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West Africa: Ebola Response Scale-Up Urgent, Uncertain
September 10, 2014 (140910)
(Reposted from sources cited below)
"The best way to help Africa stem the tide of the current Ebola
epidemic is by rapidly investing in and deploying basic
infectious control measures like gowns, gloves, water, and
sterilization tools, coupled with health worker and community
health trainings in how to properly use them." - Adam C. Levine,
Assistant Professor of Emergency Medicine, Brown Medical School
The momentum for scaling up the international response to the
Ebola epidemic is increasing, after months of desperate appeals
by West African countries and Doctors without Borders, the
principal non-governmental organization involved in the
response. As the World Health Organization (WHO) has reported an
"exponential" growth rate in the epidemic, world leaders have
begun to pledge to do more and the media is paying more
attention. But both the pace of the scale-up and the shape of
the response are still highly uncertain.
This AfricaFocus Bulletin contains excerpts from three recent
articles: the WHO statement on exponential growth and the need
to scale-up "three- or four-fold", a first-hand report from one
of AllAfrica's correspondents in Liberia on community
initiatives, and a background article by Dr. Adam Levine, quoted
While the complexities of dealing with the crisis are enormous,
in fact the basic needs are ones that are known and could be
met, if basic health systems were in place at both national and
international levels. But they are not.
A roadmap for scaling up is now available from the WHO (http://tinyurl.com/phlza78). But, says epidemic scholar Laurie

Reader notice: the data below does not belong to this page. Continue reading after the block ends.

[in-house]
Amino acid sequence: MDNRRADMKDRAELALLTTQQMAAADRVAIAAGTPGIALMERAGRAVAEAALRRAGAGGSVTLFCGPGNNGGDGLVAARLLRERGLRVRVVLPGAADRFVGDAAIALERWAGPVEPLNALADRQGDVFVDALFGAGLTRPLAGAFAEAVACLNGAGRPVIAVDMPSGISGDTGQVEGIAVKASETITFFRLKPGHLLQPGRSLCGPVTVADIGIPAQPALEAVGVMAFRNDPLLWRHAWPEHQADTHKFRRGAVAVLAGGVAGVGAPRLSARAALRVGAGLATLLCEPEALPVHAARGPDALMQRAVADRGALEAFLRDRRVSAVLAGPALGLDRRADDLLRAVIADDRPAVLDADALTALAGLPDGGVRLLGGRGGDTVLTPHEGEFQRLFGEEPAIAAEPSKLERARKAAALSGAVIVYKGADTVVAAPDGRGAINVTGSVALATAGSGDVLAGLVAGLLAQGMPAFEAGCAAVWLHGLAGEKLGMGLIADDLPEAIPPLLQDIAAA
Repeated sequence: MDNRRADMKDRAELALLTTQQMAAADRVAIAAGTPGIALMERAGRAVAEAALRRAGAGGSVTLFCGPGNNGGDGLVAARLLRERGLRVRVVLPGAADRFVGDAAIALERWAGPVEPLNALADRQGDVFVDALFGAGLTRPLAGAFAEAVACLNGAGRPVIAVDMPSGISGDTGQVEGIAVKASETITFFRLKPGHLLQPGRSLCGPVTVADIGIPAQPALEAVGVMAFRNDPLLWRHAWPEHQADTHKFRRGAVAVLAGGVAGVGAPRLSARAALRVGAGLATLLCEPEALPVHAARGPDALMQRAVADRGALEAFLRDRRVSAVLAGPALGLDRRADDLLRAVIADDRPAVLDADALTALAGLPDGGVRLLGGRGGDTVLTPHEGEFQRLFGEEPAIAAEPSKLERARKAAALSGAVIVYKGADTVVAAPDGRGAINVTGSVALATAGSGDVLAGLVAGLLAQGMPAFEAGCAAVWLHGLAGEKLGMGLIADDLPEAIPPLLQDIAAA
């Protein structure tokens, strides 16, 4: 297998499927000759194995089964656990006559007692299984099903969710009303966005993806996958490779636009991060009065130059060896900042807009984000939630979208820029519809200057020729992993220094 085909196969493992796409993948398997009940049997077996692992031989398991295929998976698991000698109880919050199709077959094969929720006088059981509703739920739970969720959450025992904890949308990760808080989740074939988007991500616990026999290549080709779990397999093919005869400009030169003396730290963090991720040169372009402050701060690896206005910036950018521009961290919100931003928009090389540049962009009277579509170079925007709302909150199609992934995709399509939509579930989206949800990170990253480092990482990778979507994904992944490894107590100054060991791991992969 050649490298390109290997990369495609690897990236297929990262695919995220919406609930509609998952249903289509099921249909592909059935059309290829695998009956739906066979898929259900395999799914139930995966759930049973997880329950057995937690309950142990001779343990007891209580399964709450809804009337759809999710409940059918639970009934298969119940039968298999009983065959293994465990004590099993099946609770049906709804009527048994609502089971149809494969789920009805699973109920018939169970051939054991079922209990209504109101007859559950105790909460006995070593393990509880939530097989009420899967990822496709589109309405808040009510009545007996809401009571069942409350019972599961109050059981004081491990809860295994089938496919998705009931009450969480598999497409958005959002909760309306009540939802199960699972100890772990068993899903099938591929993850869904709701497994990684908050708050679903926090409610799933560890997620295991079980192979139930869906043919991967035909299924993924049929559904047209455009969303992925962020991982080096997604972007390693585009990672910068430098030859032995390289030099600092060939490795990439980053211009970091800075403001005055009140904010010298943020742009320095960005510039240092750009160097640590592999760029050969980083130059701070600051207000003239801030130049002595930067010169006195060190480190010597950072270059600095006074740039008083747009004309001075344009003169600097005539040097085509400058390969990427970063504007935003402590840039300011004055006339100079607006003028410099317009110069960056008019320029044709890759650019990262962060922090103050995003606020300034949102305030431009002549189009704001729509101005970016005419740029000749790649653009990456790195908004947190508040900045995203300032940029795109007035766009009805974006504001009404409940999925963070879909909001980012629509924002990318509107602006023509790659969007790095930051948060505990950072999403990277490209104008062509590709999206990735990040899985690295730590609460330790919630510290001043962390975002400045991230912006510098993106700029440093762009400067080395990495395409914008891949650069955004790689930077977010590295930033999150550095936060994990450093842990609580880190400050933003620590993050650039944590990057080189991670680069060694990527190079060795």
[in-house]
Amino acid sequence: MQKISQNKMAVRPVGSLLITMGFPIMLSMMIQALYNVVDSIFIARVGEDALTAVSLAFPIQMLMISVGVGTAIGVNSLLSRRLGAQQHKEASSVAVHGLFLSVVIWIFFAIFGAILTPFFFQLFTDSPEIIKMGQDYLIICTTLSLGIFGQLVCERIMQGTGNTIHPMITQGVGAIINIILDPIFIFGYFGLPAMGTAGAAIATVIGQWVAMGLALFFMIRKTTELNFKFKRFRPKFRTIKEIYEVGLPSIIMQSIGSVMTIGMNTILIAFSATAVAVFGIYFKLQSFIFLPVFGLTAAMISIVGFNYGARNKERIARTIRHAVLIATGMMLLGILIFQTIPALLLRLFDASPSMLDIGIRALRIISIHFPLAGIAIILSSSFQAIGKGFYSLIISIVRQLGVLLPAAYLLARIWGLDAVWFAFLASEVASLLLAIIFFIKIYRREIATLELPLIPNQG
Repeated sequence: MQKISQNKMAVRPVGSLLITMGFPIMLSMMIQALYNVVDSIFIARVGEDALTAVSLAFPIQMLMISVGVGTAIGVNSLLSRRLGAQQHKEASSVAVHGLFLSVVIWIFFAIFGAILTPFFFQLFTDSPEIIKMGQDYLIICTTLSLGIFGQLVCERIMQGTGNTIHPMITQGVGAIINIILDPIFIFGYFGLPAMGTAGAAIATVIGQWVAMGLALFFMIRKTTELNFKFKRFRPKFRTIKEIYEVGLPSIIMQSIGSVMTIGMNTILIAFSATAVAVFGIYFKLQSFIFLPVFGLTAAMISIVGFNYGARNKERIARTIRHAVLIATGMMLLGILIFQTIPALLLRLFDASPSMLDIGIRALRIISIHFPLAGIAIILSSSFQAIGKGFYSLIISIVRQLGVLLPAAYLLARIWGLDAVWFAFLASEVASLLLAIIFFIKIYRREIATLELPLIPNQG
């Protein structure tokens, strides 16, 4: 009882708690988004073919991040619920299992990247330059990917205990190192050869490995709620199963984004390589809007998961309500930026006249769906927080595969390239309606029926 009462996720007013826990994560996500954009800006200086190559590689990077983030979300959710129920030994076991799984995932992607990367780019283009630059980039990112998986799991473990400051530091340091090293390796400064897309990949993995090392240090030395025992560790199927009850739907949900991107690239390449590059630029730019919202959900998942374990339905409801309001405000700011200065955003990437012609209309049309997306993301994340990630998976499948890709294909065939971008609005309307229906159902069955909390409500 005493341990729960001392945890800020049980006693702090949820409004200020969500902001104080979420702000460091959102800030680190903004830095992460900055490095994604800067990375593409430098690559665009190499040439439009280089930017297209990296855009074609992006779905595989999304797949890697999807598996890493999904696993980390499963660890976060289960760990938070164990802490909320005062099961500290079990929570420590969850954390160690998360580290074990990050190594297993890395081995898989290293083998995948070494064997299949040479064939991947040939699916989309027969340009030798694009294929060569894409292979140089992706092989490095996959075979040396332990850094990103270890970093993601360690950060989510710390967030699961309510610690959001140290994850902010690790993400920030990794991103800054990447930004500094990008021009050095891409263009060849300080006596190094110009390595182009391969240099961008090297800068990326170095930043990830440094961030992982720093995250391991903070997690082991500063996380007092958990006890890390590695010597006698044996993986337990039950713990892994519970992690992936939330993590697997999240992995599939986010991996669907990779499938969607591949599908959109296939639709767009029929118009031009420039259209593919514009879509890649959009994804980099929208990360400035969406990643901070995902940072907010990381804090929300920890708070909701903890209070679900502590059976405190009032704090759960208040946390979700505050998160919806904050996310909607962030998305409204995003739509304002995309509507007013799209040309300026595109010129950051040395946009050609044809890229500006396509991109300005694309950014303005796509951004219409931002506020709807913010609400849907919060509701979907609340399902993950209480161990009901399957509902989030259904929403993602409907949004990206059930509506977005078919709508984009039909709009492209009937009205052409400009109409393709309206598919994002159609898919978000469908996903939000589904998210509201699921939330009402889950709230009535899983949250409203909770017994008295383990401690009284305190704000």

Garrett, the world still doesn't get it (http://tinyurl.com/l7wnk5u). While new resources are coming in,
they are still a trickle, and the issue of coordination is
enormous. The response is still hampered by panic and prejudice,
both among countries and airlines shutting down transportation
links and in public opinion in the countries which could provide
While multifaceted international response is urgent, requiring
the logistics capacity only available to military forces, the
WHO stresses that "far greater community engagement is the
cornerstone of a more effective response." Foreign workers are
needed, and themselves need assurance of medical protection. But
unless local communities see that they are being given priority,
the effort cannot succeed.
On helping directly:
The lead non-governmental agency, stretched to its limit, is
Doctors without Borders. See http://www.msf.org/diseases/ebola
"Give a Glove" - AllAfrica Foundation / HEARTT Foundation appeal
On panic and stigmatism:
Analysis of travel bans by Amadou Mahtar Ba and Petition by
African opinion leaders
"If You Live in Illinois, Do Not Panic About Ebola," Foreign
Policy, Sep. 4, 2014 http://tinyurl.com/kyuo7yn
"The long and ugly tradition of treating Africa as a dirty,
diseased place" Washington Post blog, Aug. 25, 2014
For talking points on health as a human right and previous
AfricaFocus Bulletins on health, visit http://www.africafocus.org/intro-health.php
++++++++++++++++++++++end editor's note+++++++++++++++++
Liberia: Ebola Situation in Liberia - Non-Conventional
World Health Organization (Geneva)
September 8, 2014
During the past weeks, a WHO team of emergency experts worked
together with President Ellen Johnson Sirleaf and members of her
government to assess the Ebola situation in Liberia.
Transmission of the Ebola virus in Liberia is already intense
and the number of new cases is increasing exponentially.
The investigative team worked alongside staff from the Ministry
of Health, local health officials, and other key partners
working in the country.